Day 2 of Cooking Adventures

The gathering mentioned in my previous 2 posts was quite a success (A Day of Cooking Adventures, Part 1 & Part 2). In addition to the olives, roasted peppers, and shrimp, I also made oven-roasted garlic and a soup with vegetables, garlic, beer, and cheese.

The roasted garlic was very straightforward – each head gets a tablespoon of olive oil and a sprinkling of water, then they are covered with foil to roast in the oven for an hour and 15 minutes. Uncover and roast for an additional 15 minutes or “until golden.” Of course, GT8 did not realize they were supposed to be covered with foil until they’d been roasting a while, and after the 1 hr 15 min they came out, beautiful and golden. They were a huge hit, particularly spread on Italian bread. I would be enjoying the leftovers, except that my stomach demanded a respite from consuming vast quantities of garlic.

The soup was a more complicated recipe that I followed as well as I could while socializing with guests. It called for items to be added in stages, with about 10 minutes of cooking time in between. I was referring to the cookbook between steps because I had not yet internalized the recipe. So, the whole thing probably cooked a lot longer than it was supposed to. This relaxed approach to the timing worked well, though. I was also able to reverse the order of adding the cheese and the ingredients due to come after it, so a friend who does not eat cheese could enjoy some of the soup. The end result was less creamy and cheesy than I had expected, but had a very nice flavor. Those who tried it liked it, so I was pleased.

The biggest success of the evening was certainly the shrimp. They disappeared rather early in the night. The recipe created way too much of their dipping sauce, even though it was also fairly popular. That portion of the recipe can be quartered (at least!) and still produce plenty of sauce for the shrimp. I’ll probably double the shrimp portion of the recipe if I make it again for a gathering of this size. And, I’ll leave out the thumb nail.

The olives were tasty but the vinegar taste is extremely strong, to the point of overpowering the other flavors. I think I’m the only one who really ate them. If I follow their recipe again, I will use 1 part vinegar to 3 parts olive oil, instead of the 1:1 ratio recommended by the recipe. The peppers were slightly more popular. I was exceedingly pleased with their flavor, especially when spread on the Italian bread with a clove or two of roasted garlic. They also make fantastic leftovers.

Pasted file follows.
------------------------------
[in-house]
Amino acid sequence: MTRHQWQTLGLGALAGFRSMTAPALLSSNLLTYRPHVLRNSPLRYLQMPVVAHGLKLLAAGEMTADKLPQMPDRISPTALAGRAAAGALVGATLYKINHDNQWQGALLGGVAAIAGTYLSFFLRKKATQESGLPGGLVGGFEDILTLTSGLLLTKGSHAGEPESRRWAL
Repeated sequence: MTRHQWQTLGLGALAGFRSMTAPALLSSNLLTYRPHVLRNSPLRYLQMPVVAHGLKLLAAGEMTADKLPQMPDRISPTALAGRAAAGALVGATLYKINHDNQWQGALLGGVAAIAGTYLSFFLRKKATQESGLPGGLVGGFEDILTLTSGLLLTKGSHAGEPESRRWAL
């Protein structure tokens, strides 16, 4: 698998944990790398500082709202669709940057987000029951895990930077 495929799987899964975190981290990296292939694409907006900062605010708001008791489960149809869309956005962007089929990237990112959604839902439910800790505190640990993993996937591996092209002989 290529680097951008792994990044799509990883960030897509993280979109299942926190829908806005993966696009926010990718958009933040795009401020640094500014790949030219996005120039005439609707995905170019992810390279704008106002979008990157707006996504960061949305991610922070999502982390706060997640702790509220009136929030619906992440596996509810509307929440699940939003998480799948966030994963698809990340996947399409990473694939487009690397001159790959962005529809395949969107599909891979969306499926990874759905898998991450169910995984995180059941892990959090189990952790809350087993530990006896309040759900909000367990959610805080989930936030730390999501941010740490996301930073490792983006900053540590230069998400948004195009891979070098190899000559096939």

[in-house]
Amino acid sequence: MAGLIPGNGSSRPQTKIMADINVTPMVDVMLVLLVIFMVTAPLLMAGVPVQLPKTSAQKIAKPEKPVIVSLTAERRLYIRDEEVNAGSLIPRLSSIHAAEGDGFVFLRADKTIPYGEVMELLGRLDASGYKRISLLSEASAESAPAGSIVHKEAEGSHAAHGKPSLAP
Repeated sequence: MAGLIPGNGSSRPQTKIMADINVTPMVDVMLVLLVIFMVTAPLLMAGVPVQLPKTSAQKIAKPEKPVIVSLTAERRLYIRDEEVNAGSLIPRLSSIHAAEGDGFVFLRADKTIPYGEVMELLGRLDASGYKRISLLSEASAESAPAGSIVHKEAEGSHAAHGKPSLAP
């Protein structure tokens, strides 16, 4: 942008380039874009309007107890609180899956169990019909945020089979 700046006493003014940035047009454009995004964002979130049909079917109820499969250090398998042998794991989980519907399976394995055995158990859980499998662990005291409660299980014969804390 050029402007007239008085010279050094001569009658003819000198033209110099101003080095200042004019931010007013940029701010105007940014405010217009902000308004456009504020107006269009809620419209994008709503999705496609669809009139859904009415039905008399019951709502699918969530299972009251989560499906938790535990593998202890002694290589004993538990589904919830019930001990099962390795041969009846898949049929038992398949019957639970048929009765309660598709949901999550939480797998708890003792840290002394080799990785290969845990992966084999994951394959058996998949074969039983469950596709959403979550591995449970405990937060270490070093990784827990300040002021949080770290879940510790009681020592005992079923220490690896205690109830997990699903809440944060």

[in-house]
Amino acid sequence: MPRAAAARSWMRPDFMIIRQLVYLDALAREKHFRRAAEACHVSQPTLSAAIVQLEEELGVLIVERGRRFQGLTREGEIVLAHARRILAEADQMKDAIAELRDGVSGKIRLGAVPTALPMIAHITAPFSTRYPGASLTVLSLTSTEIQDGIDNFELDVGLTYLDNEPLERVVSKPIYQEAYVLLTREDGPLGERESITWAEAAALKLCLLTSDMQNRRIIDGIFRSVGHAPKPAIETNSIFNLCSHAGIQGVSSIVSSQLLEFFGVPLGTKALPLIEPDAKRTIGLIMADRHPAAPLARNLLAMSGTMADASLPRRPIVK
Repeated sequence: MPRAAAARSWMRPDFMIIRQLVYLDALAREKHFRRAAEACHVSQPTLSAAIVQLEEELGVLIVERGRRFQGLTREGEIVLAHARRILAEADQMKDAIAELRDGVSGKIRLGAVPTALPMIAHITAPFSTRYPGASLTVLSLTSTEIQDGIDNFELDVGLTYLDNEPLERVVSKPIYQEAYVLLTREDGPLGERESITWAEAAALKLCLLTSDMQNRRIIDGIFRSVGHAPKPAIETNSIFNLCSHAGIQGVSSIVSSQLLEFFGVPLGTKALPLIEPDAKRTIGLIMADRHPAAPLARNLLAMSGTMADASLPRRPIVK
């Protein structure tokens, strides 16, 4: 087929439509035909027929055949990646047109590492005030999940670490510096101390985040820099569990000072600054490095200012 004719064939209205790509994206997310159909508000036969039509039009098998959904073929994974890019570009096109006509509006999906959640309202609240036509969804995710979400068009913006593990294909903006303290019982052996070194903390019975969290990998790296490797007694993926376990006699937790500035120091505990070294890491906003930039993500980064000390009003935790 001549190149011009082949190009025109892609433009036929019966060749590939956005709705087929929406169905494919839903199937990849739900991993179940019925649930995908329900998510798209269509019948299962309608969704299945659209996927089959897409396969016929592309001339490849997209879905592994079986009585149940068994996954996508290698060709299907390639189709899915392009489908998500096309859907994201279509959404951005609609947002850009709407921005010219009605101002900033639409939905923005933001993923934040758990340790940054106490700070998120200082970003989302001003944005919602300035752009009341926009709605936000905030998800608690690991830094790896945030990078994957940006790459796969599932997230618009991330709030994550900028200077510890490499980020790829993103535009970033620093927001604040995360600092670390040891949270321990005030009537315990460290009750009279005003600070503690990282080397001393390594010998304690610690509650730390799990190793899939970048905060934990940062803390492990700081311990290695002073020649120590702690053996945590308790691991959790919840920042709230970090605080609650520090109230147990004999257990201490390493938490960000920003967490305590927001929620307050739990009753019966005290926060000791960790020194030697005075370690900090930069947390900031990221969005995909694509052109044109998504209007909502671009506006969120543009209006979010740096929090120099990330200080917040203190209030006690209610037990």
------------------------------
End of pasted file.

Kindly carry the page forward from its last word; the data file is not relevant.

The Aftermath:

The 2011 holidays hit my waistline very hard. Between the tasty food I cooked and treats that others brought, I spent the entire day eating. Add to that the consequences of several other gatherings throughout the month of December, and it is no surprise that I gained 9 pounds!

The Quest for the Ultimate Comfort Food

I haven’t been feeling well for the past week or so – most likely a cold or something – and the way I know it’s something serious and not seasonal allergies is because my eating habits have changed. I’m drinking hot tea like water, I’m drinking more juice and water than usual, I’m often only eating at all because I know I need to, and I’m craving chicken broth. Usually, chicken broth might add a nice flavor to a dish, but my general attitude is “take it or leave it.” Instead, it’s been a staple of my diet for the past few days.

So begins the quest for the ultimate comfort food. I’ve experimented with pastina, by which I mean a mix of different tiny pastas that come in a variety of shapes. I like to cook half a cup of it in 2 cups of chicken broth, which I’ll season according to my current mood. The pastina soaks up all the broth and tastes amazing. It’s one of the few foods I’ll continue eating until it’s gone, regardless of how little it takes for me to actually stop feeling hungry.

But when I’m sick I want chicken soup. It’s about the only time I really want chicken soup. The chicken itself is good because my rational brain knows I need protein, but mostly I want the broth. In liquid form, thanks.

So, today I decided to try working things out a bit differently. I prepared the pastina in salted water instead, cooking it until it was about al dente, then turned off the heat and let it sit so it could soak up the remaining water. Then I heated 2 cups of chicken broth (College Inn Light & Fat Free) over a very low flame. I added some fresh herbs my aunt grows in her backyard and was kind enough to share with me: oregano, lemon-thyme, and lavender. I also added some salt, ground ginger, and of course garlic powder. (better suited to seasoning a broth, I think)

I put 2 oz chicken breast in the broth, and once that had turned white, I added cut green beans and the pastina (complete with the cooking water it hadn’t yet absorbed). Some time cooking over a slightly higher flame, a sprinkling of (dried) Italian seasoning, and several stirs later, I had a rather promising soup.

chicken soup with pastina and green beans

The flavors are subtle but pleasant, and there’s a bit of a kick to it that sneaks up on one. (most likely from the ginger) The soup clears out the sinuses and satisfies hunger quite nicely. I think, if a vegetable is needed at all, it should be in smaller pieces and cooked so it’s no longer crunchy. Measures should be taken to keep the chicken from drying out. But overall, I’d say this soup is a pretty good contender.

What’s your ultimate comfort food?

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